Some FMCG companies are now going back to their Indian roots. Whether it was Paperboat’s breakthrough into the Indian beverage business, Chedda Foods’ introduction of banana/tapioca chips, or Balaji Wafers’ victory in the extruded snack market, competitors with an ethnic focus, as opposed to, say, Kellogg’s or Domino’s, have taken market share from incumbents.
The future of this industry looks bright with the introduction of GST because, in addition to enhancing supply chain efficiency, GST will level the playing field for the bigger, more established participants in the industry by bringing previously untaxed firms into the tax net.
From US 49 billion in 2016 to US 103.7 billion in 2020, the FMCG market in India is anticipated to increase at a CAGR of 20.6%. The Indian rural FMCG market is anticipated to increase at a CAGR of 14.6% during the same period, from US$29.4 billion in 2016 to US$220 billion in 2025.
India’s transition to a cashless economy and the ever-increasing spread of e-commerce, aided by the GST and demonetization, are two of the most talked-about subjects at the moment. You may be sure that the Indian FMCG industry is going through some very interesting and turbulent times. Despite this, FMCG will continue to underpin the Indian economy and have a profound impact on all aspects of life.
- Hindustan Unilever (HUL)
One of the earliest FMCG firms in India is HUL. It is a division of the British-Dutch business Unilever. The business was founded in 1933, and Mumbai serves as its corporate headquarters. In over 87 years, more than 2 billion clients have been served by HUL.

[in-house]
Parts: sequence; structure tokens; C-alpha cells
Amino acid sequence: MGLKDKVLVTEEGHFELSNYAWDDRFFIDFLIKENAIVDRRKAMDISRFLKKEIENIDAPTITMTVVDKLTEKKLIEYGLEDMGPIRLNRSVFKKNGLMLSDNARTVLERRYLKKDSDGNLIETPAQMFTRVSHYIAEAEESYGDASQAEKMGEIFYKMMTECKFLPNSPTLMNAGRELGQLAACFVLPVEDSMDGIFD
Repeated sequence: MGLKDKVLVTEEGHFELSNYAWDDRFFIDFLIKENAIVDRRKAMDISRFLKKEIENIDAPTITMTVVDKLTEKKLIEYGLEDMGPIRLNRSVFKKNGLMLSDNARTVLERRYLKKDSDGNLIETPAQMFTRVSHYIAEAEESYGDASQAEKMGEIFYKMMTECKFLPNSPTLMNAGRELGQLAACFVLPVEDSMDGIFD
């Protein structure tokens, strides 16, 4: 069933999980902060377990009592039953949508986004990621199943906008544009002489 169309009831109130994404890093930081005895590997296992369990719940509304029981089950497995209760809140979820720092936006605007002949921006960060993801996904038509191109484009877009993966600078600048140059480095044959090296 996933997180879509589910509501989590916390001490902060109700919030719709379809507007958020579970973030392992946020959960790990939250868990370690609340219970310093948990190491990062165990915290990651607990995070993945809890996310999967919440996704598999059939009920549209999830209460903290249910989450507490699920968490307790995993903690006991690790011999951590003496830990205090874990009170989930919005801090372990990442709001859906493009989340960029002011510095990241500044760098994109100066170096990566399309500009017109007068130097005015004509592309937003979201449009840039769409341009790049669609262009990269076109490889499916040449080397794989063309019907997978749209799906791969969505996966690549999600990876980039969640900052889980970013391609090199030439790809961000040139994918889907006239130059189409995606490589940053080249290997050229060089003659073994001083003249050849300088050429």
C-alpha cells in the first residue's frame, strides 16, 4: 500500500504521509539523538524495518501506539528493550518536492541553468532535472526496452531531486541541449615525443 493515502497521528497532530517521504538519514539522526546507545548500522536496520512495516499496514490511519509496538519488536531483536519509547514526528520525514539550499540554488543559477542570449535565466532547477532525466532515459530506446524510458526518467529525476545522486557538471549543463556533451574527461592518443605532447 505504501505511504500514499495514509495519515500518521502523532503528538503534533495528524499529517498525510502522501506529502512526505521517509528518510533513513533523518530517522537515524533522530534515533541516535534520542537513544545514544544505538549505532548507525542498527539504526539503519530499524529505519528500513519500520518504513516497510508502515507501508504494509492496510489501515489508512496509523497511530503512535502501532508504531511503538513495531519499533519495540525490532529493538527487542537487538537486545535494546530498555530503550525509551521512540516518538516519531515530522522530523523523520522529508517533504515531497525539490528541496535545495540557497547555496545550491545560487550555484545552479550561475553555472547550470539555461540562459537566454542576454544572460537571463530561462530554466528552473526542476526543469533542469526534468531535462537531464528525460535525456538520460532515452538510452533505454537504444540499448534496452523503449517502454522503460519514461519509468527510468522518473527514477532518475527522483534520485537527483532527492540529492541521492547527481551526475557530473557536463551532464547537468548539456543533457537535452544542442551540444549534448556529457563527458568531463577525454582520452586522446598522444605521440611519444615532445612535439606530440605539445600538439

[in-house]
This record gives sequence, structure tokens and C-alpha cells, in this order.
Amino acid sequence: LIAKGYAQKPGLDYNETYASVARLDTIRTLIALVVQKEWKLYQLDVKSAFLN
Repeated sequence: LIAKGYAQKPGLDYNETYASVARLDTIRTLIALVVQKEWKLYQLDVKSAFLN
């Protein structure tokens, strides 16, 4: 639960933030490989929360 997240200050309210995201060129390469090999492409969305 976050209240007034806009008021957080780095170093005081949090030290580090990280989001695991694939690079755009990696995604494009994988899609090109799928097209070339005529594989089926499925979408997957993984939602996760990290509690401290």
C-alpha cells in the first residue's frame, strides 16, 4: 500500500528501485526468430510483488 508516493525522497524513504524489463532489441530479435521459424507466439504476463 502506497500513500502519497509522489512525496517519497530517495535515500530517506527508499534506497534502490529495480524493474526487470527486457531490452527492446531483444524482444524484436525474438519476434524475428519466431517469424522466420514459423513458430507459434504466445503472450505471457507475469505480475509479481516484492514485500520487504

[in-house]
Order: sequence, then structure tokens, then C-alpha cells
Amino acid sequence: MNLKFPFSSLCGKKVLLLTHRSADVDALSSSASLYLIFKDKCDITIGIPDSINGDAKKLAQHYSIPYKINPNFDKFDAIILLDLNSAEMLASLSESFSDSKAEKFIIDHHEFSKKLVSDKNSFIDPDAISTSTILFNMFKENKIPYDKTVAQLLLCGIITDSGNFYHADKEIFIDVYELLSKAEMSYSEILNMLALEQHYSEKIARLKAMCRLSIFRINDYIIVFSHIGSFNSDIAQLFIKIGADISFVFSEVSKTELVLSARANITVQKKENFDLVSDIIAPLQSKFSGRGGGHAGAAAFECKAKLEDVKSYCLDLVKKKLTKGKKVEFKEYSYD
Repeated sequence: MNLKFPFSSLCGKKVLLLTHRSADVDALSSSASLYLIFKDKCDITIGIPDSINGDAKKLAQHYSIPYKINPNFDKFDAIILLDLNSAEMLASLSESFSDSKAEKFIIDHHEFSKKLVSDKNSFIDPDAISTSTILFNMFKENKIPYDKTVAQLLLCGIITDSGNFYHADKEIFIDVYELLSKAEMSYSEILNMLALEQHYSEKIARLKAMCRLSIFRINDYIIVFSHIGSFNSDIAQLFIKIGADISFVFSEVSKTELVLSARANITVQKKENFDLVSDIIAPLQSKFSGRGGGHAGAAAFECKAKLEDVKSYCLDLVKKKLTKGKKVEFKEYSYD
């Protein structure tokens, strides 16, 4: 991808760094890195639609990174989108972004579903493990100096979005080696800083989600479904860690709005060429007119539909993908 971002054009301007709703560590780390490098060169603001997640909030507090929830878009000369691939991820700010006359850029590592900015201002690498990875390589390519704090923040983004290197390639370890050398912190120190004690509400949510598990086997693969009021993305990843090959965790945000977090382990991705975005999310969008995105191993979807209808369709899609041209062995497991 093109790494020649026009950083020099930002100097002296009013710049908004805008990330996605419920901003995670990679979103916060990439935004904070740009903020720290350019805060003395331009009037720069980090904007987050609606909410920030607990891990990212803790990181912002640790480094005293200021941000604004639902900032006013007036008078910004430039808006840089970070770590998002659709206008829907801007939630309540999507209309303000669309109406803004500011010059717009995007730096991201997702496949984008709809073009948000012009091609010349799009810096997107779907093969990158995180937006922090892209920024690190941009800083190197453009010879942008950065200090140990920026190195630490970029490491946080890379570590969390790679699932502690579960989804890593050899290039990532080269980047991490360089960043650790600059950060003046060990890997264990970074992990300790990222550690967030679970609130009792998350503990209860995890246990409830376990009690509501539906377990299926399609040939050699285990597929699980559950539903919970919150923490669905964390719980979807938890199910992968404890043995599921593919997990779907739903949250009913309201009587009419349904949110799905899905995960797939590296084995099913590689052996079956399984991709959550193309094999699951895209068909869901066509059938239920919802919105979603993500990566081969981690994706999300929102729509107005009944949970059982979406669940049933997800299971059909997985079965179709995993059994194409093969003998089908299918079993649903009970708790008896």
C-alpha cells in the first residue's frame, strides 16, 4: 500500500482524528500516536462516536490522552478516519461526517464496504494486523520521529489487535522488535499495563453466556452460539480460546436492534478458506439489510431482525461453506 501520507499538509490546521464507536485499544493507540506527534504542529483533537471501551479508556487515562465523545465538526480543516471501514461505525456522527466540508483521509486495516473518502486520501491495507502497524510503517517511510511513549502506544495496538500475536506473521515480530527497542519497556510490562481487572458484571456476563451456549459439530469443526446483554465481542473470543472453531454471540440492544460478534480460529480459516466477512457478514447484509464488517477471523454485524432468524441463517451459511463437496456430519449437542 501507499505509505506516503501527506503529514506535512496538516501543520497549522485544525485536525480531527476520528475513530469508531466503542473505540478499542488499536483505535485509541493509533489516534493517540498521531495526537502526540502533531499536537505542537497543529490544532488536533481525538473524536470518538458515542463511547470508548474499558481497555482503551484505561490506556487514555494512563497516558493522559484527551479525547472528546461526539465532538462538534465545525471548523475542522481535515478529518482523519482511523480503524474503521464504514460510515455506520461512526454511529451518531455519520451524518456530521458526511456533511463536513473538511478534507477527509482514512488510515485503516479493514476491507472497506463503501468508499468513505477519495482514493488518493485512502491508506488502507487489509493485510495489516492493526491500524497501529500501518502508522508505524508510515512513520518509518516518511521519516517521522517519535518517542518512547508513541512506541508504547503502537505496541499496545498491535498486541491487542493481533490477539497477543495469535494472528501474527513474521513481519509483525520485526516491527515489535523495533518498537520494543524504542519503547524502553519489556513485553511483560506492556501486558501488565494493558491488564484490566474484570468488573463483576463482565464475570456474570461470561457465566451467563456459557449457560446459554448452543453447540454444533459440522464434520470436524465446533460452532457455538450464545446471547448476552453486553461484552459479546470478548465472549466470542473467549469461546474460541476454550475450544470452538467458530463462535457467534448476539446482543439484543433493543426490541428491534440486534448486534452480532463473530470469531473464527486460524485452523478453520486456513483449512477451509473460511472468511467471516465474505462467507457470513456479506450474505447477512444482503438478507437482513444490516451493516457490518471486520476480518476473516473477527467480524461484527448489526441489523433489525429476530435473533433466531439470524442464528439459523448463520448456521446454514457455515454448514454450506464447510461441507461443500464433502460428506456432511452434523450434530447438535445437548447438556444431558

HUL has around 35 brands spread across 20 categories, including toothpaste, skincare, cosmetics, skin care products, and soaps. Famous brands including Surf, Excel, Dove, Lux, Lifebuoy, Clinic Plus, Wheel, Sunsilk, Knorr, and Axe are among those associated with the company. Additionally, HUL successfully concluded the Rs 3,045 crore merger with GSKCH India in April 2020. Along with Horlicks, GlaxoSmithKline Consumer includes the brands Boost, Malkova, and Viva and is currently a part of HUL.
- ITC Limited
Indian Tobacco Company (ITC) Limited is the nation’s biggest cigarette producer and retailer. It was founded in 1910. Five business divisions make up the company’s operations: cigarettes, FMCG other, hotels, paper and packaging, and agribusiness. ITC Limited dominates the organized cigarette industry with a market share of more than 80% for its cigarette business. Even while sales of cigarettes account for just around 45% of the company’s total income, they account for roughly 85% of its total profit before taxes.